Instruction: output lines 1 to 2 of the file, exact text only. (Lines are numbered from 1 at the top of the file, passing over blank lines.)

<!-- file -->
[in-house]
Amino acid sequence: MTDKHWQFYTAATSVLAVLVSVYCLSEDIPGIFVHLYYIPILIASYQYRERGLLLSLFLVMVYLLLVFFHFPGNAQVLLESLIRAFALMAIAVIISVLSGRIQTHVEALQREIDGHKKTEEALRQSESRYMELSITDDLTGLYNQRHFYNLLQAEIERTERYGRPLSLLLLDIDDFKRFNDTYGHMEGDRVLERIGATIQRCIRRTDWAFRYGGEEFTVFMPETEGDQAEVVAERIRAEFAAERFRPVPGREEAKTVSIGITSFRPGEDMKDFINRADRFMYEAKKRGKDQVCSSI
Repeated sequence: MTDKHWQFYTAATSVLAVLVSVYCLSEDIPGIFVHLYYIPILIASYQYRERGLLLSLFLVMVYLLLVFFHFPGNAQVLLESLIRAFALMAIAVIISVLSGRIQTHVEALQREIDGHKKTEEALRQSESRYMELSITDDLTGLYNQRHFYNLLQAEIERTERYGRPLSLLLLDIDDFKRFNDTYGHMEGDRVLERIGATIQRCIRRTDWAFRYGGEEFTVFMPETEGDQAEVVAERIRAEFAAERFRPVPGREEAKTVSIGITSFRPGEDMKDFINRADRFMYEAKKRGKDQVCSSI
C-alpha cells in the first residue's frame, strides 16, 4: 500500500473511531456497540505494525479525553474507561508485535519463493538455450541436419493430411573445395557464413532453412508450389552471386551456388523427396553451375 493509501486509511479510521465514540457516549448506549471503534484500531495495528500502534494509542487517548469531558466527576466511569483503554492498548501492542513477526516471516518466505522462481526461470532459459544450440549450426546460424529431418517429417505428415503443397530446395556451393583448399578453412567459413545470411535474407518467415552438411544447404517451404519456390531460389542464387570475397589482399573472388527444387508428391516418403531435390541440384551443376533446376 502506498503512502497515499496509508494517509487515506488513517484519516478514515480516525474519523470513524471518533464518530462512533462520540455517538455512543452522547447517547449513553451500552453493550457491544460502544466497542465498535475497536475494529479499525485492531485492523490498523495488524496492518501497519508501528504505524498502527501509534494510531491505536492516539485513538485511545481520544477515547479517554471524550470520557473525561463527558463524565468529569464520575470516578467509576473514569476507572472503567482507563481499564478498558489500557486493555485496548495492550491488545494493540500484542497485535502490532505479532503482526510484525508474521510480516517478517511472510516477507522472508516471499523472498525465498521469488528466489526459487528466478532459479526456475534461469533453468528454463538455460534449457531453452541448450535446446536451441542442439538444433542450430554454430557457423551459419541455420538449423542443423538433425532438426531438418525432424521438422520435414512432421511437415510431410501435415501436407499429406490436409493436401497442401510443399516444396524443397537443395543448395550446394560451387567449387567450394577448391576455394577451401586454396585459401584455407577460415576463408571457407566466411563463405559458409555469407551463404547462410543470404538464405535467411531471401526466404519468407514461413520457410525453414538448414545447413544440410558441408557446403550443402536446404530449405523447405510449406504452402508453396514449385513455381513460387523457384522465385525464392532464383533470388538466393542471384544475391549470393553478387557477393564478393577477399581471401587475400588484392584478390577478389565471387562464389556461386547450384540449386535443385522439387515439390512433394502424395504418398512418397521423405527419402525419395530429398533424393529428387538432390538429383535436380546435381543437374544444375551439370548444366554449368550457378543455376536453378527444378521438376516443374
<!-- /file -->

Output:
[in-house]
Amino acid sequence: MTDKHWQFYTAATSVLAVLVSVYCLSEDIPGIFVHLYYIPILIASYQYRERGLLLSLFLVMVYLLLVFFHFPGNAQVLLESLIRAFALMAIAVIISVLSGRIQTHVEALQREIDGHKKTEEALRQSESRYMELSITDDLTGLYNQRHFYNLLQAEIERTERYGRPLSLLLLDIDDFKRFNDTYGHMEGDRVLERIGATIQRCIRRTDWAFRYGGEEFTVFMPETEGDQAEVVAERIRAEFAAERFRPVPGREEAKTVSIGITSFRPGEDMKDFINRADRFMYEAKKRGKDQVCSSI